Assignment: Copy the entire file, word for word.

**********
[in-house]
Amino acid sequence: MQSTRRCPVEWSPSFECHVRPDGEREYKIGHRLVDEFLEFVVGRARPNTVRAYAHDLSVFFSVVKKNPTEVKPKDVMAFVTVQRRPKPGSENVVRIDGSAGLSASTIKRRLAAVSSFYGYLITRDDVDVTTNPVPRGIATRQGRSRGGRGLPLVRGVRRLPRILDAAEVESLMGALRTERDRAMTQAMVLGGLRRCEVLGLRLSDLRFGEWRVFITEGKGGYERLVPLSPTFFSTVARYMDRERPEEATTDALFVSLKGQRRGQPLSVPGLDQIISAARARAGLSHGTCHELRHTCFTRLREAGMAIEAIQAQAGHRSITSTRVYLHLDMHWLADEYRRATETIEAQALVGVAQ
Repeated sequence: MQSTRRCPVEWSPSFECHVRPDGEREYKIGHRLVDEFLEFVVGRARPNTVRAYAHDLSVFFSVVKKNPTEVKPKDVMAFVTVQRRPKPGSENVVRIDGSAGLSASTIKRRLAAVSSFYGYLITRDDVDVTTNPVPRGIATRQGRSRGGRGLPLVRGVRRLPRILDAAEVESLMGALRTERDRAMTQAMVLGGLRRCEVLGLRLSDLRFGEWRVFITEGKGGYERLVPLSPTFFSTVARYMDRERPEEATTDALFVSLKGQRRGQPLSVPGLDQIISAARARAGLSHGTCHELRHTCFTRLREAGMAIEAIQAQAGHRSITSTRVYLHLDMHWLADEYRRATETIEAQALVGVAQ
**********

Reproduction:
[in-house]
Amino acid sequence: MQSTRRCPVEWSPSFECHVRPDGEREYKIGHRLVDEFLEFVVGRARPNTVRAYAHDLSVFFSVVKKNPTEVKPKDVMAFVTVQRRPKPGSENVVRIDGSAGLSASTIKRRLAAVSSFYGYLITRDDVDVTTNPVPRGIATRQGRSRGGRGLPLVRGVRRLPRILDAAEVESLMGALRTERDRAMTQAMVLGGLRRCEVLGLRLSDLRFGEWRVFITEGKGGYERLVPLSPTFFSTVARYMDRERPEEATTDALFVSLKGQRRGQPLSVPGLDQIISAARARAGLSHGTCHELRHTCFTRLREAGMAIEAIQAQAGHRSITSTRVYLHLDMHWLADEYRRATETIEAQALVGVAQ
Repeated sequence: MQSTRRCPVEWSPSFECHVRPDGEREYKIGHRLVDEFLEFVVGRARPNTVRAYAHDLSVFFSVVKKNPTEVKPKDVMAFVTVQRRPKPGSENVVRIDGSAGLSASTIKRRLAAVSSFYGYLITRDDVDVTTNPVPRGIATRQGRSRGGRGLPLVRGVRRLPRILDAAEVESLMGALRTERDRAMTQAMVLGGLRRCEVLGLRLSDLRFGEWRVFITEGKGGYERLVPLSPTFFSTVARYMDRERPEEATTDALFVSLKGQRRGQPLSVPGLDQIISAARARAGLSHGTCHELRHTCFTRLREAGMAIEAIQAQAGHRSITSTRVYLHLDMHWLADEYRRATETIEAQALVGVAQ